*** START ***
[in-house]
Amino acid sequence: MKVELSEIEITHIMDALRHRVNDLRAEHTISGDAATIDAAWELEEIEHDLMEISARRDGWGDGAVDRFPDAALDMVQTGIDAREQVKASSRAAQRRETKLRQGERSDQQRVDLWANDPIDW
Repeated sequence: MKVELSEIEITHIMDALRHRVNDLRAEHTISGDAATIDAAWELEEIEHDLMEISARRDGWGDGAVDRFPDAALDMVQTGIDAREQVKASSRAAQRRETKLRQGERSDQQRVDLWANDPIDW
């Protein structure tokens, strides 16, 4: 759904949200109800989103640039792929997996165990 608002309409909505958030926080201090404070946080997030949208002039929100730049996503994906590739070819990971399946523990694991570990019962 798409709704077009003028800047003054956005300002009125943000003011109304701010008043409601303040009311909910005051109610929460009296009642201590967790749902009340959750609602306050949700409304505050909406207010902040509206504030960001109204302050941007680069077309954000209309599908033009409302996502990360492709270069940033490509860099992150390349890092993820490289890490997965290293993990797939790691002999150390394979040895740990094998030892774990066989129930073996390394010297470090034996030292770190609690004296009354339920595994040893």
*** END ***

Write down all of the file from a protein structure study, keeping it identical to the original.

[in-house]
Amino acid sequence: MKVELSEIEITHIMDALRHRVNDLRAEHTISGDAATIDAAWELEEIEHDLMEISARRDGWGDGAVDRFPDAALDMVQTGIDAREQVKASSRAAQRRETKLRQGERSDQQRVDLWANDPIDW
Repeated sequence: MKVELSEIEITHIMDALRHRVNDLRAEHTISGDAATIDAAWELEEIEHDLMEISARRDGWGDGAVDRFPDAALDMVQTGIDAREQVKASSRAAQRRETKLRQGERSDQQRVDLWANDPIDW
């Protein structure tokens, strides 16, 4: 759904949200109800989103640039792929997996165990 608002309409909505958030926080201090404070946080997030949208002039929100730049996503994906590739070819990971399946523990694991570990019962 798409709704077009003028800047003054956005300002009125943000003011109304701010008043409601303040009311909910005051109610929460009296009642201590967790749902009340959750609602306050949700409304505050909406207010902040509206504030960001109204302050941007680069077309954000209309599908033009409302996502990360492709270069940033490509860099992150390349890092993820490289890490997965290293993990797939790691002999150390394979040895740990094998030892774990066989129930073996390394010297470090034996030292770190609690004296009354339920595994040893």